Lee Police Officer Resigns Amid Evidence Theft Investigation
Former Lee Police Chief Facing Federal Charges
SPRINGFIELD, Mass. — A former Lee police chief is facing further charges related to stealing from a Christmas toy fund.
Joseph Buffis, 56, of Pittsfield was charged Thursday in U.S. District Court in a superseding indictment with three counts of wire fraud, mail fraud and four counts of money laundering, according to a statement from the U.S. Attorney's office.
On Aug. 8, 2013, Buffis was charged in an initial indictment with extortion and three counts of money laundering.
According to the superseding indictment, Buffis used his position as a police officer to solicit public donations on behalf of the Edward J. Laliberte Toy Fund, ostensibly to use for toy purchases for needy families, primarily by sending notices on Lee Police Department letterhead to The Berkshire Eagle, which regularly published them in its print and online editions.
Buffis' notices were materially fraudulent and false, say prosecutors, in that they failed to disclose that he was using a substantial part of the donations for his personal use. Donated toys, they say, were distributed to mask the diversion of cash and check contributions.
As alleged in the superseding indictment, from January 2007 through December 2011, Buffis deposited 706 checks into the Toy Fund account from 343 different donors totaling $52,105. During this same period, he deposited cash only once: a deposit of $145 on Nov. 23, 2010. Buffis wrote only one Toy Fund check of $250 to a needy family in December 2009. From Jan. 1, 2007, through Jan. 31, 2012, Buffis wrote approximately 53 checks totaling approximately $51,044, a substantial portion of which he used for the benefit of himself and his family. These checks included checks written to Buffis and/or "Cash" and deposited into accounts which he owned with family members.
Also, in February 2012, Buffis extorted a $4,000 check payable to the Toy Fund from two individuals who were facing prostitution-related charges, according to the indictment. He deposited the check into the Toy Fund's bank account and quickly withdrew $3,990 with three checks that he wrote to "Cash" but deposited into a joint bank account that he operated with his wife.
In addition, after becoming chief in 2011, he arranged for the town of Lee to provide the police force with four iPhones — one for himself and three for other officers. Rather than distribute the three iPhones, he gave them to his wife and their two children for their own personal use, according to the indictment, and cost the town $5,091 for the phone service.
The charging statutes provide a sentence of no greater than 20 years in prison, five years of supervised release, and a fine of $250,000 on each count.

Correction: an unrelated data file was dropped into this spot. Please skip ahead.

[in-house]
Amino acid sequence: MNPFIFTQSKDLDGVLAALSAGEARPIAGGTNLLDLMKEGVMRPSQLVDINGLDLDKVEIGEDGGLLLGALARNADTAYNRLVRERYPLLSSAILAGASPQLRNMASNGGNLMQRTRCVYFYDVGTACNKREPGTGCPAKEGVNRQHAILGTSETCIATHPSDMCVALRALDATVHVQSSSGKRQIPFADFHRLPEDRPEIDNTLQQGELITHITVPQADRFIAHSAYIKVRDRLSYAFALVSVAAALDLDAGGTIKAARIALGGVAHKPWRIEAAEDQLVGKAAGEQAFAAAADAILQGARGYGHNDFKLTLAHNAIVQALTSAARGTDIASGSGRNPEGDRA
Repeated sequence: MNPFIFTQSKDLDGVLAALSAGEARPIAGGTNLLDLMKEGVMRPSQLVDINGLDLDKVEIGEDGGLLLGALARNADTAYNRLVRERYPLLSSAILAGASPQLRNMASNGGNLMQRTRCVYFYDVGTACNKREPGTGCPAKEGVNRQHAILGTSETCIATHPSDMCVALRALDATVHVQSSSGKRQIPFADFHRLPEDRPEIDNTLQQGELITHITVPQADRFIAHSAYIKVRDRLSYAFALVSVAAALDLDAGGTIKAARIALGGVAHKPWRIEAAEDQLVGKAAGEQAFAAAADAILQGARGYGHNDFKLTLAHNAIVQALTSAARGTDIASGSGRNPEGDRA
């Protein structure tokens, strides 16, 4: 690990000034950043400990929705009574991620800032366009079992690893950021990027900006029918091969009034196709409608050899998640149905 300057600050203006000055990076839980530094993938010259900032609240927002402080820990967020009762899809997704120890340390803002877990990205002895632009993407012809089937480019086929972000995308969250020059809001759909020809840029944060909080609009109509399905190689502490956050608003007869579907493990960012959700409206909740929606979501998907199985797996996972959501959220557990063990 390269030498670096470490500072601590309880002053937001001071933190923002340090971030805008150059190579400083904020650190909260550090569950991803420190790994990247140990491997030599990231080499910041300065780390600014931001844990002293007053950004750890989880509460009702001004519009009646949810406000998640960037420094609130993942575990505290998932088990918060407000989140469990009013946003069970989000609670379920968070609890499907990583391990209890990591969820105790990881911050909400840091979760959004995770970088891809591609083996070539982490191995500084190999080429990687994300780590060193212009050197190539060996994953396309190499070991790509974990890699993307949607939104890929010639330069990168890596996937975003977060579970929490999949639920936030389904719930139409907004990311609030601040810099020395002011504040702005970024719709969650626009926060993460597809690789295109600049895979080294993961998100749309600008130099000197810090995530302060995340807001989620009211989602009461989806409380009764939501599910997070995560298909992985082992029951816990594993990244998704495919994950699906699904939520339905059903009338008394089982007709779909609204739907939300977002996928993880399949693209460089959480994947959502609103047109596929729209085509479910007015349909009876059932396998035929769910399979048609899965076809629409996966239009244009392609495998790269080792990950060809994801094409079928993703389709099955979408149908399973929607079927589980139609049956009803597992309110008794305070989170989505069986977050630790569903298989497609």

U.S. Attorney Carmen M. Ortiz; Vincent B. Lisi, special agent in charge of the Federal Bureau of Investigation, Boston Field Division; and Timothy P. Alben, commissioner of the Massachusetts State Police, made the announcement Thursday. The case is being prosecuted by Assistant U.S. Attorney Steven H. Breslow of Ortiz's Springfield Branch Office.
Lee Police Chief Indicted On Extortion, Money Laundering Charges
LEE, Mass. — Lee Police Chief Joseph Buffis was indicted in federal court Thursday on extortion and money laundering charges.
Buffis, 55, of Pittsfield allegedly extorted $4,000 in "donations" from two individuals who were facing charges related to prostitution, according to the U.S. attorney general's office. The donation was made payable to the Edward J. Laliberte Toy Fund, which Buffis had control over, and then withdrawn and deposited into Buffis' bank account.
According to prosecutors, the money was used to pay personal expenses. Buffis also allegedly lied to law enforcement about the funds.
"To be entrusted to serve and protect is a great honor and privilege. The alleged actions of Chief Buffis disgrace the many incredible law enforcement stewards who uphold and enforce the law. Actions like these threaten the credibility of our justice system, and we will not stand idly by and allow the trust of our communities to be violated,” said U.S. Attorney Carmen Ortiz in a statement released on Thursday.
Buffis was indicted on the three counts of money laundering and a single count of extortion. He could face up to 20 years in prison on each count, followed by five years of supervised release and a $250,000 fine. Buffis has not yet appeared in court for a plea.